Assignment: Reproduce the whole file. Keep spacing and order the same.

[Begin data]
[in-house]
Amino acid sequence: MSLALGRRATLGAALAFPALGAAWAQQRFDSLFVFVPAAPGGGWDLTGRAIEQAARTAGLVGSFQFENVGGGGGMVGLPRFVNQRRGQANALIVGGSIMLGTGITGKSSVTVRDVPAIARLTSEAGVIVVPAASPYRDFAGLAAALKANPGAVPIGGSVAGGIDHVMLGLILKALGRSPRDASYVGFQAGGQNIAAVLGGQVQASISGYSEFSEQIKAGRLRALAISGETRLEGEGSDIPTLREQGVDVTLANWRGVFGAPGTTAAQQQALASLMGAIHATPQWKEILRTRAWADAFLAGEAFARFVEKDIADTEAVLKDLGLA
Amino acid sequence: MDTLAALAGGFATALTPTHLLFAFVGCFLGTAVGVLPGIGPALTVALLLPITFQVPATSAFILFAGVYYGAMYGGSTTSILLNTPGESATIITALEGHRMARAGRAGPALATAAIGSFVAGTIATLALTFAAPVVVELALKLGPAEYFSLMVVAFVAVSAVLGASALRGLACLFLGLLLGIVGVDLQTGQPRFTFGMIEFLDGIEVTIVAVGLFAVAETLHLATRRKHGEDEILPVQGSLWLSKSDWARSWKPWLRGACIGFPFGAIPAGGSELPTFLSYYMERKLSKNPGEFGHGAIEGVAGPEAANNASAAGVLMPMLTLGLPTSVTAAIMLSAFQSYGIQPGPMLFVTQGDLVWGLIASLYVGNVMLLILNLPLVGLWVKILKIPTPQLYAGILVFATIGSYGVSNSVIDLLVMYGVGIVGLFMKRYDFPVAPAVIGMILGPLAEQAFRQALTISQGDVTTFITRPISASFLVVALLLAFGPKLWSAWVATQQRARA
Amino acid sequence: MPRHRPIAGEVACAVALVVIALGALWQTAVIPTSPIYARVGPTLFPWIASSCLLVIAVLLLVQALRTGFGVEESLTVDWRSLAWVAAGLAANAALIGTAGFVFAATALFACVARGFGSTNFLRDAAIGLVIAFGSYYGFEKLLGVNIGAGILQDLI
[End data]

[in-house]
Amino acid sequence: MSLALGRRATLGAALAFPALGAAWAQQRFDSLFVFVPAAPGGGWDLTGRAIEQAARTAGLVGSFQFENVGGGGGMVGLPRFVNQRRGQANALIVGGSIMLGTGITGKSSVTVRDVPAIARLTSEAGVIVVPAASPYRDFAGLAAALKANPGAVPIGGSVAGGIDHVMLGLILKALGRSPRDASYVGFQAGGQNIAAVLGGQVQASISGYSEFSEQIKAGRLRALAISGETRLEGEGSDIPTLREQGVDVTLANWRGVFGAPGTTAAQQQALASLMGAIHATPQWKEILRTRAWADAFLAGEAFARFVEKDIADTEAVLKDLGLA
Amino acid sequence: MDTLAALAGGFATALTPTHLLFAFVGCFLGTAVGVLPGIGPALTVALLLPITFQVPATSAFILFAGVYYGAMYGGSTTSILLNTPGESATIITALEGHRMARAGRAGPALATAAIGSFVAGTIATLALTFAAPVVVELALKLGPAEYFSLMVVAFVAVSAVLGASALRGLACLFLGLLLGIVGVDLQTGQPRFTFGMIEFLDGIEVTIVAVGLFAVAETLHLATRRKHGEDEILPVQGSLWLSKSDWARSWKPWLRGACIGFPFGAIPAGGSELPTFLSYYMERKLSKNPGEFGHGAIEGVAGPEAANNASAAGVLMPMLTLGLPTSVTAAIMLSAFQSYGIQPGPMLFVTQGDLVWGLIASLYVGNVMLLILNLPLVGLWVKILKIPTPQLYAGILVFATIGSYGVSNSVIDLLVMYGVGIVGLFMKRYDFPVAPAVIGMILGPLAEQAFRQALTISQGDVTTFITRPISASFLVVALLLAFGPKLWSAWVATQQRARA
Amino acid sequence: MPRHRPIAGEVACAVALVVIALGALWQTAVIPTSPIYARVGPTLFPWIASSCLLVIAVLLLVQALRTGFGVEESLTVDWRSLAWVAAGLAANAALIGTAGFVFAATALFACVARGFGSTNFLRDAAIGLVIAFGSYYGFEKLLGVNIGAGILQDLI